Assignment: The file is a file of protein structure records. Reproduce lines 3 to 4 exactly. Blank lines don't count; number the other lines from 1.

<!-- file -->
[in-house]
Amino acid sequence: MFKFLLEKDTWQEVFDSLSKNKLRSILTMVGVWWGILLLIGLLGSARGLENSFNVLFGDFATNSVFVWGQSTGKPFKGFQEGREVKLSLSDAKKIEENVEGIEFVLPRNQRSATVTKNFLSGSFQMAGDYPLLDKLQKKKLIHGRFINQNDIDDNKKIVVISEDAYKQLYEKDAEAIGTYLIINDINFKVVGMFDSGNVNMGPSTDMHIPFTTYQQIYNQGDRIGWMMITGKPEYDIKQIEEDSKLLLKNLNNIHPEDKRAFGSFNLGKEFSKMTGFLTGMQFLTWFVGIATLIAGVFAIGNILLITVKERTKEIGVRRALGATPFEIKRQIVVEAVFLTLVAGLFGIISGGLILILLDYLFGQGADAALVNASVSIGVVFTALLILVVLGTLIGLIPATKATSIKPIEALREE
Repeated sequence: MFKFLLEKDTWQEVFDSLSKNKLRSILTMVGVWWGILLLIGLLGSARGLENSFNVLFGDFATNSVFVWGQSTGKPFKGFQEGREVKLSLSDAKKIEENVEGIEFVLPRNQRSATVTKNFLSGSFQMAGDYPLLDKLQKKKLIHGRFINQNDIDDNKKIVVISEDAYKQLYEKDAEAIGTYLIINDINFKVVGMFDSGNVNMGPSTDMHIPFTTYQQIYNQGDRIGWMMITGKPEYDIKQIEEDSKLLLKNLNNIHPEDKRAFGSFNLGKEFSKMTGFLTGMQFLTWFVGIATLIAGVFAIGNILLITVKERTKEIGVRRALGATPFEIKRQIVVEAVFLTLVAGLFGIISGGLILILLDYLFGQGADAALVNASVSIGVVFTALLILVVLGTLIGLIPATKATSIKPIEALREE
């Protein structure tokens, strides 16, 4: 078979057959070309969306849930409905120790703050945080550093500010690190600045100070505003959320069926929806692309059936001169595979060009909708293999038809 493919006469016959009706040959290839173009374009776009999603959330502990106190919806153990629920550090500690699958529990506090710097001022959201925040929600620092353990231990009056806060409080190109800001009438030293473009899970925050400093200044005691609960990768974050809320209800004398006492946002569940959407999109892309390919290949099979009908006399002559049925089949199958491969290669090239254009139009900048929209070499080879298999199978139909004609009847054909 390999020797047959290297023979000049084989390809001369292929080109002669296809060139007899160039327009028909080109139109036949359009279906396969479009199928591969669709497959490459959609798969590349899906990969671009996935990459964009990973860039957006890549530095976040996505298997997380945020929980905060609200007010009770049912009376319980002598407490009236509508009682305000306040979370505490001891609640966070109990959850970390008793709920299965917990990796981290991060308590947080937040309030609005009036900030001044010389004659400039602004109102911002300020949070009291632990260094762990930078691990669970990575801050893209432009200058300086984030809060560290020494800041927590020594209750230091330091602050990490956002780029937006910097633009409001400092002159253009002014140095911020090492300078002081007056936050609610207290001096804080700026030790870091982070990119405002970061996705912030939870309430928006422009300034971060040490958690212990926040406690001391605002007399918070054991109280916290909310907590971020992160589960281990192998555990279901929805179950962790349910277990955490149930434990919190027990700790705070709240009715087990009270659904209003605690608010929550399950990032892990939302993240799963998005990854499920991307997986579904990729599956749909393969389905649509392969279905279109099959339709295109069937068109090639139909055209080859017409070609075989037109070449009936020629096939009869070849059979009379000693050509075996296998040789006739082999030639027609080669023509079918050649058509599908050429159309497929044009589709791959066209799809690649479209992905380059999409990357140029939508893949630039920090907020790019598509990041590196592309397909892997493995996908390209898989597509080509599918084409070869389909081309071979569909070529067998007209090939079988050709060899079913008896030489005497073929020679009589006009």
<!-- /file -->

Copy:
Repeated sequence: MFKFLLEKDTWQEVFDSLSKNKLRSILTMVGVWWGILLLIGLLGSARGLENSFNVLFGDFATNSVFVWGQSTGKPFKGFQEGREVKLSLSDAKKIEENVEGIEFVLPRNQRSATVTKNFLSGSFQMAGDYPLLDKLQKKKLIHGRFINQNDIDDNKKIVVISEDAYKQLYEKDAEAIGTYLIINDINFKVVGMFDSGNVNMGPSTDMHIPFTTYQQIYNQGDRIGWMMITGKPEYDIKQIEEDSKLLLKNLNNIHPEDKRAFGSFNLGKEFSKMTGFLTGMQFLTWFVGIATLIAGVFAIGNILLITVKERTKEIGVRRALGATPFEIKRQIVVEAVFLTLVAGLFGIISGGLILILLDYLFGQGADAALVNASVSIGVVFTALLILVVLGTLIGLIPATKATSIKPIEALREE
């Protein structure tokens, strides 16, 4: 078979057959070309969306849930409905120790703050945080550093500010690190600045100070505003959320069926929806692309059936001169595979060009909708293999038809 493919006469016959009706040959290839173009374009776009999603959330502990106190919806153990629920550090500690699958529990506090710097001022959201925040929600620092353990231990009056806060409080190109800001009438030293473009899970925050400093200044005691609960990768974050809320209800004398006492946002569940959407999109892309390919290949099979009908006399002559049925089949199958491969290669090239254009139009900048929209070499080879298999199978139909004609009847054909 390999020797047959290297023979000049084989390809001369292929080109002669296809060139007899160039327009028909080109139109036949359009279906396969479009199928591969669709497959490459959609798969590349899906990969671009996935990459964009990973860039957006890549530095976040996505298997997380945020929980905060609200007010009770049912009376319980002598407490009236509508009682305000306040979370505490001891609640966070109990959850970390008793709920299965917990990796981290991060308590947080937040309030609005009036900030001044010389004659400039602004109102911002300020949070009291632990260094762990930078691990669970990575801050893209432009200058300086984030809060560290020494800041927590020594209750230091330091602050990490956002780029937006910097633009409001400092002159253009002014140095911020090492300078002081007056936050609610207290001096804080700026030790870091982070990119405002970061996705912030939870309430928006422009300034971060040490958690212990926040406690001391605002007399918070054991109280916290909310907590971020992160589960281990192998555990279901929805179950962790349910277990955490149930434990919190027990700790705070709240009715087990009270659904209003605690608010929550399950990032892990939302993240799963998005990854499920991307997986579904990729599956749909393969389905649509392969279905279109099959339709295109069937068109090639139909055209080859017409070609075989037109070449009936020629096939009869070849059979009379000693050509075996296998040789006739082999030639027609080669023509079918050649058509599908050429159309497929044009589709791959066209799809690649479209992905380059999409990357140029939508893949630039920090907020790019598509990041590196592309397909892997493995996908390209898989597509080509599918084409070869389909081309071979569909070529067998007209090939079988050709060899079913008896030489005497073929020679009589006009």